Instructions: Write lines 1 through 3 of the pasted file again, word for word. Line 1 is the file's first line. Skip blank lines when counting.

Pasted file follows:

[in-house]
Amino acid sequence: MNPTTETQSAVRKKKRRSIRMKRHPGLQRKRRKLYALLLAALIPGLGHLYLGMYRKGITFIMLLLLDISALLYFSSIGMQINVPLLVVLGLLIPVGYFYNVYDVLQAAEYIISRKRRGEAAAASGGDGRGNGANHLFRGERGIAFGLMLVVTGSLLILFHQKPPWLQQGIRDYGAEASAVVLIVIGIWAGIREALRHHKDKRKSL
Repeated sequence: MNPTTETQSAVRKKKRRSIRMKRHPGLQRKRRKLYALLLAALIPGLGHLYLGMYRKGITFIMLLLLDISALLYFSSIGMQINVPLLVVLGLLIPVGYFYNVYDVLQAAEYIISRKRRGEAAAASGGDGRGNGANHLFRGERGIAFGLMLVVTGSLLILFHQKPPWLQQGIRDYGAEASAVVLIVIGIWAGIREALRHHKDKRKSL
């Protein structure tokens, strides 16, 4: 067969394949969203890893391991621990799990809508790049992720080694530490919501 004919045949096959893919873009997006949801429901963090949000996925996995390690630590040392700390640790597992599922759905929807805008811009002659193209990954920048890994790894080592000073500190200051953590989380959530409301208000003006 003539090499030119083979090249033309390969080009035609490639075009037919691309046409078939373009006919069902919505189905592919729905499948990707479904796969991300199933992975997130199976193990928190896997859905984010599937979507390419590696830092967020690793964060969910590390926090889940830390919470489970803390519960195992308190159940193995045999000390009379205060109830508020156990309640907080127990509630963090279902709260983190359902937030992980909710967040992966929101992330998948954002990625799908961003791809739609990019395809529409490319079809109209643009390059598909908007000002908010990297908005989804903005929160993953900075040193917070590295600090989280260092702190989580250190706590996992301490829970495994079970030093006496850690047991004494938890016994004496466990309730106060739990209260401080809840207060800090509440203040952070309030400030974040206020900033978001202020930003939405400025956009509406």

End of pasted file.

[in-house]
Amino acid sequence: MNPTTETQSAVRKKKRRSIRMKRHPGLQRKRRKLYALLLAALIPGLGHLYLGMYRKGITFIMLLLLDISALLYFSSIGMQINVPLLVVLGLLIPVGYFYNVYDVLQAAEYIISRKRRGEAAAASGGDGRGNGANHLFRGERGIAFGLMLVVTGSLLILFHQKPPWLQQGIRDYGAEASAVVLIVIGIWAGIREALRHHKDKRKSL
Repeated sequence: MNPTTETQSAVRKKKRRSIRMKRHPGLQRKRRKLYALLLAALIPGLGHLYLGMYRKGITFIMLLLLDISALLYFSSIGMQINVPLLVVLGLLIPVGYFYNVYDVLQAAEYIISRKRRGEAAAASGGDGRGNGANHLFRGERGIAFGLMLVVTGSLLILFHQKPPWLQQGIRDYGAEASAVVLIVIGIWAGIREALRHHKDKRKSL